Erectile Dysfunction, A Common Issue In Diabetic Men


Diabetes mellitus is one of the most common chronic diseases in nearly all countries. It is increasing rapidly in every part of the world, to the extent that it has now assumed epidemic proportions. In 2012, more than 371 million people had diabetes, and this is expected to rise to 552 million by 2030, rendering previous estimates very conservative.

Diabetes is an established risk factor for sexual dysfunction in men, as a threefold increased risk of erectile dysfunction was documented in diabetic men, as compared to non-diabetic men. Diabetic people may present several clinical conditions, including hypertension, overweight and obesity, metabolic syndrome, cigarette smoking, and atherogenic dyslipidaemia, which are themselves risk factors for sexual dysfunction. The adoption of healthy lifestyles may reduce insulin-resistance, endothelial dysfunction, and oxidative stress, all of which are desirable achievements in diabetic patients. Improved well-being may further contribute to reduce and prevent erectile dysfunction.



How important is your sex life?

Sex is an important part of a relationship for adults of all ages. An unsatisfying sexual life can lead to feelings of guilt and rejection, causing problems in a relationship. Levels of sexual desire vary between different people and can change over time.

Sexual problems can be very difficult to talk about, especially if the cause has not been identified. Therefore, it’s important to know how to recognize the causes and symptoms of sexual dysfunction, so that it can be identified, discussed and treated or managed.


How diabetes affects your sex life?

Erectile dysfunction is a common issue in diabetic men. Not being able to get or keep an erection, is the main sexual complaint men with diabetes. Of course, all men have trouble with erections sometimes, especially as they age. But if you have diabetes, you’re twice as likely to have ED at a younger age.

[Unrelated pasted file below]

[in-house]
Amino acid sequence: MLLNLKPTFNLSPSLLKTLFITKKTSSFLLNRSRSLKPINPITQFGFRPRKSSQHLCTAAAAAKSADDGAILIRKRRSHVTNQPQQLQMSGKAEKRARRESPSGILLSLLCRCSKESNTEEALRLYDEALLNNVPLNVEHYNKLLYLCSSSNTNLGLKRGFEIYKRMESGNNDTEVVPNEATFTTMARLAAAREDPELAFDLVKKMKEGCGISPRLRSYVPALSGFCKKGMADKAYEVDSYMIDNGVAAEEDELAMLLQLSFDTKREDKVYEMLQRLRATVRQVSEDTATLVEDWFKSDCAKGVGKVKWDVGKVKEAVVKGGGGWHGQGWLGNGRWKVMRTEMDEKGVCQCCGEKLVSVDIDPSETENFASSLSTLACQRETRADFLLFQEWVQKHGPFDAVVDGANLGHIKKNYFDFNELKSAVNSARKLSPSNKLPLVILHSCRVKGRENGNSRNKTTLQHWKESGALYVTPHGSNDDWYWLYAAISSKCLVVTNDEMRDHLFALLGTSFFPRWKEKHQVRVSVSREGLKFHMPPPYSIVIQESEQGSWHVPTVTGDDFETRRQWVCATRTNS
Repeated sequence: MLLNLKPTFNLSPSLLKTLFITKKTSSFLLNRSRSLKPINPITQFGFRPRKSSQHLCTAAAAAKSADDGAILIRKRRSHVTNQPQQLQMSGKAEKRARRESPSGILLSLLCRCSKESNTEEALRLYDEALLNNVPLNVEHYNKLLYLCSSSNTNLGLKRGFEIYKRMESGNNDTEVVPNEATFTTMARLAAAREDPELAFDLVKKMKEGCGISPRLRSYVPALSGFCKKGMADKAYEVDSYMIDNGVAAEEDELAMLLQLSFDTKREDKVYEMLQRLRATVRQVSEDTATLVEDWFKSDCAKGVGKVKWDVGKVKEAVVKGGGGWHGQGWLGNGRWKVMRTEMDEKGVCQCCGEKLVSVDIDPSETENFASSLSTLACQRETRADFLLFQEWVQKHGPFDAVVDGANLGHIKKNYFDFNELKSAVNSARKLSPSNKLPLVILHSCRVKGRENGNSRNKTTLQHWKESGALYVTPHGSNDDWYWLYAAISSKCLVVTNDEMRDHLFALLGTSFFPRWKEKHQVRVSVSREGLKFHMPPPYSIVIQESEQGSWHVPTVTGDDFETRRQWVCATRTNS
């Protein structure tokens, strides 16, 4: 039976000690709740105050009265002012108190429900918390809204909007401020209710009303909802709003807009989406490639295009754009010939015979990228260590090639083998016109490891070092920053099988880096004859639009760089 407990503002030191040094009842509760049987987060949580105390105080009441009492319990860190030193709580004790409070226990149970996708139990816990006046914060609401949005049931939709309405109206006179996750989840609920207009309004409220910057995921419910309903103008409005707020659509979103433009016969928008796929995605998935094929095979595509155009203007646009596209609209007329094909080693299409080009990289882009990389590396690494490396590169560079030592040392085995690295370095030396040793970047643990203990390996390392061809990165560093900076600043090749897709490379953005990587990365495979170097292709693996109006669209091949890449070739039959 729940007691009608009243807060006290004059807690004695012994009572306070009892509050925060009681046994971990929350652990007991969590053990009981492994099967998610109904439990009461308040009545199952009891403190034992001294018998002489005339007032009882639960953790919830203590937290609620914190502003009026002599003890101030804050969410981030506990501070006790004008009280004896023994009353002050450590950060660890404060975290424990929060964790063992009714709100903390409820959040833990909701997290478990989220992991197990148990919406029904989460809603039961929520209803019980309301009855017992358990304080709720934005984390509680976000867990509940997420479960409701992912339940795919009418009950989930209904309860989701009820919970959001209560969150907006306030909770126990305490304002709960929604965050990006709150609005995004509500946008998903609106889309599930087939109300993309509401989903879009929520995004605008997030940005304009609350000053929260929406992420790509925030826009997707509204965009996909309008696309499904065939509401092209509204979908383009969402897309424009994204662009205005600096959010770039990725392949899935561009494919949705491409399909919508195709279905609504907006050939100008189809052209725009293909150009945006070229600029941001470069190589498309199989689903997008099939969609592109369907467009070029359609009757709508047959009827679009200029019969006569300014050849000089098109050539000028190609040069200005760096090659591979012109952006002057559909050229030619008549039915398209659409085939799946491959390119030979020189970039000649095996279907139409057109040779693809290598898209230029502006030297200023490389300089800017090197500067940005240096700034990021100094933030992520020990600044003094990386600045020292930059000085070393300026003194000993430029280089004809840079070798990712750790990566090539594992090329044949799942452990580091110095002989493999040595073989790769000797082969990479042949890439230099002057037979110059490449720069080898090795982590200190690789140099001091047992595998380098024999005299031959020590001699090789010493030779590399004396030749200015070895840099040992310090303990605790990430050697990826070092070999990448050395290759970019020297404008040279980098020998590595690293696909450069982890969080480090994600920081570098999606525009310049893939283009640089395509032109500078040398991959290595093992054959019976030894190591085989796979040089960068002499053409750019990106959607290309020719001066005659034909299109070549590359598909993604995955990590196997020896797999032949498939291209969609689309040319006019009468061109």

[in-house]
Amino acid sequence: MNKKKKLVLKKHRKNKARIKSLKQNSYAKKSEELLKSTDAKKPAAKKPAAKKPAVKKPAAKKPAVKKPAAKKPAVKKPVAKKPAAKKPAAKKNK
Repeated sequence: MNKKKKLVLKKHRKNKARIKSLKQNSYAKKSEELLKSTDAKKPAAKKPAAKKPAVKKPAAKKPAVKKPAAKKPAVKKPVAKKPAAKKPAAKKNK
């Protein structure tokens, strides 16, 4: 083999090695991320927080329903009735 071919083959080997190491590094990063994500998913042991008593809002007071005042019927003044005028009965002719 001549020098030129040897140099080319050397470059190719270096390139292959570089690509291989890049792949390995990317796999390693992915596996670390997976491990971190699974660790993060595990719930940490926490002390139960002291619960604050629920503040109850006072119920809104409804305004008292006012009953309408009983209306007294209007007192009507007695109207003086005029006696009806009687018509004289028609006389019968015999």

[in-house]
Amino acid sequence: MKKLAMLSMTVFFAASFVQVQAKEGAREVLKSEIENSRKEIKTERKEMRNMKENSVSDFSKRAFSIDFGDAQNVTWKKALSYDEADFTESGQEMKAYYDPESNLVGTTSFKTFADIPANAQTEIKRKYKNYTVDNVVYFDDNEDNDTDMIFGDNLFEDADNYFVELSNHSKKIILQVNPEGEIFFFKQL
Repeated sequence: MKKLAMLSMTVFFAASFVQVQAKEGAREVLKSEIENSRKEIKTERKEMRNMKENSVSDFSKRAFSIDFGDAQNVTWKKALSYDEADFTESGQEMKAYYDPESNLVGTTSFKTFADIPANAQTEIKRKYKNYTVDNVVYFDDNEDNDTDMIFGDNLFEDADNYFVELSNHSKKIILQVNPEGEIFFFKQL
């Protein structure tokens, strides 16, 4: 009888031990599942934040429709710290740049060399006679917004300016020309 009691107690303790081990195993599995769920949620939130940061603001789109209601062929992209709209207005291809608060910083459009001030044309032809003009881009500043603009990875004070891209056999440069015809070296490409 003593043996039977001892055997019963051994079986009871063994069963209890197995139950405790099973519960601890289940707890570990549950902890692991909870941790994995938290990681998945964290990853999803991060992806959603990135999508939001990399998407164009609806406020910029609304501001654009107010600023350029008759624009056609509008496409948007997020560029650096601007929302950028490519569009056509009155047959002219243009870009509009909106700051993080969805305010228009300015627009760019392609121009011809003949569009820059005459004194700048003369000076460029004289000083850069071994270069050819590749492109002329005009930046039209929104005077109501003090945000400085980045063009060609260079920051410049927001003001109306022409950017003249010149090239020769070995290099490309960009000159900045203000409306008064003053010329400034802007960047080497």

You have ED if you have trouble with erections one out of every four times. Nerve and artery damage from poor diabetes control is a likely cause because it disrupts blood flow to your penis. You’re also more likely to have heart disease because of this damage, which slows blood flow to your heart.

ED can bring your mood down. It can lower your self-esteem, make you depressed and anxious in bed, and cause stress between you and your partner.

Sexual dysfunction is more common in people with diabetes because poorly controlled diabetes can damage the blood vessels and nervous system causing reduced blood flow and loss of sensation in sexual organs.

Sex involves more than just genitals. Pain in any part of the body can make it hard to relax and enjoy sexual activity, and some diabetes complications can cause pain. Fatigue can make sex seem like more trouble than it’s worth, and diabetes can be related to fatigue in numerous ways, from interfering with a person’s sleep to causing a person to feel constantly drained from the effort of coping. Both high and low blood glucose can affect a person’s mood, energy level, and interest in sex.

Then there are the psychological effects of having diabetes. While many people with diabetes have a strong sense of self-worth, some feel that having diabetes or its complications makes them unattractive to others. These people fear that no one will want them as a partner. If people feel bad about themselves, they may lose their sexual desire or withdraw socially.


What is ED?

The International Society for Sexual Medicine defines ED as a man inability to achieve or maintain an erection suitable for satisfactory sex. When a man is sexually aroused, nerves and chemicals work together to relax smooth muscle tissue and widen arteries so that the penis can fill with blood. Veins constrict to keep the blood inside the penis, forming the erection. Once the man ejaculates, the blood is released back into the body.